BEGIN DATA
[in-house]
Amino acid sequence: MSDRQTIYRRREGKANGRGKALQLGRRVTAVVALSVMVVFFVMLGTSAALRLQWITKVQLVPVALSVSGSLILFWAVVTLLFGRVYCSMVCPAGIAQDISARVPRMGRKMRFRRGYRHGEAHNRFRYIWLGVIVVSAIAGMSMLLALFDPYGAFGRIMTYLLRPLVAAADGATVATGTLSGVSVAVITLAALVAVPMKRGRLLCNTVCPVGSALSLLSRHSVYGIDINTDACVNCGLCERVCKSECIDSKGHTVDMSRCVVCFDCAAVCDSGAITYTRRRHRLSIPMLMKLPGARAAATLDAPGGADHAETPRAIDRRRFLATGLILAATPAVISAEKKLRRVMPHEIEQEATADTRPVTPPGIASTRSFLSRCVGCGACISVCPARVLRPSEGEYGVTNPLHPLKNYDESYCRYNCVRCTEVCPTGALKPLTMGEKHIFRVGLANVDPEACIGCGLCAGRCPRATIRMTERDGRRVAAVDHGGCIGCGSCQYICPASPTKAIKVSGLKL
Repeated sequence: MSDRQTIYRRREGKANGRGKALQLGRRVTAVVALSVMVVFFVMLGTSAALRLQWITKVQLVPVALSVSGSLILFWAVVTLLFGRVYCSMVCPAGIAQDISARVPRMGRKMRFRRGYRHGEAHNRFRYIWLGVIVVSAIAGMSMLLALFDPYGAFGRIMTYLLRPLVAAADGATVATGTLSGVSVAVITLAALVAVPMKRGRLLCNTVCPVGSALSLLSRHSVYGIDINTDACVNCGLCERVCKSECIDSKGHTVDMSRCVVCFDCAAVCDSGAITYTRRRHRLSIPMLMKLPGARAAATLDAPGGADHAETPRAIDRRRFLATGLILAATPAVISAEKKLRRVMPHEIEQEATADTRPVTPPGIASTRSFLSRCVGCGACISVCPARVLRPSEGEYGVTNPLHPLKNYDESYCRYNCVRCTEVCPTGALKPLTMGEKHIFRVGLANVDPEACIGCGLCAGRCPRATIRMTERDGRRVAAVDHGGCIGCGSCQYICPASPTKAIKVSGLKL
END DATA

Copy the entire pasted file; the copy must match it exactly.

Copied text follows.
[in-house]
Amino acid sequence: MSDRQTIYRRREGKANGRGKALQLGRRVTAVVALSVMVVFFVMLGTSAALRLQWITKVQLVPVALSVSGSLILFWAVVTLLFGRVYCSMVCPAGIAQDISARVPRMGRKMRFRRGYRHGEAHNRFRYIWLGVIVVSAIAGMSMLLALFDPYGAFGRIMTYLLRPLVAAADGATVATGTLSGVSVAVITLAALVAVPMKRGRLLCNTVCPVGSALSLLSRHSVYGIDINTDACVNCGLCERVCKSECIDSKGHTVDMSRCVVCFDCAAVCDSGAITYTRRRHRLSIPMLMKLPGARAAATLDAPGGADHAETPRAIDRRRFLATGLILAATPAVISAEKKLRRVMPHEIEQEATADTRPVTPPGIASTRSFLSRCVGCGACISVCPARVLRPSEGEYGVTNPLHPLKNYDESYCRYNCVRCTEVCPTGALKPLTMGEKHIFRVGLANVDPEACIGCGLCAGRCPRATIRMTERDGRRVAAVDHGGCIGCGSCQYICPASPTKAIKVSGLKL
Repeated sequence: MSDRQTIYRRREGKANGRGKALQLGRRVTAVVALSVMVVFFVMLGTSAALRLQWITKVQLVPVALSVSGSLILFWAVVTLLFGRVYCSMVCPAGIAQDISARVPRMGRKMRFRRGYRHGEAHNRFRYIWLGVIVVSAIAGMSMLLALFDPYGAFGRIMTYLLRPLVAAADGATVATGTLSGVSVAVITLAALVAVPMKRGRLLCNTVCPVGSALSLLSRHSVYGIDINTDACVNCGLCERVCKSECIDSKGHTVDMSRCVVCFDCAAVCDSGAITYTRRRHRLSIPMLMKLPGARAAATLDAPGGADHAETPRAIDRRRFLATGLILAATPAVISAEKKLRRVMPHEIEQEATADTRPVTPPGIASTRSFLSRCVGCGACISVCPARVLRPSEGEYGVTNPLHPLKNYDESYCRYNCVRCTEVCPTGALKPLTMGEKHIFRVGLANVDPEACIGCGLCAGRCPRATIRMTERDGRRVAAVDHGGCIGCGSCQYICPASPTKAIKVSGLKL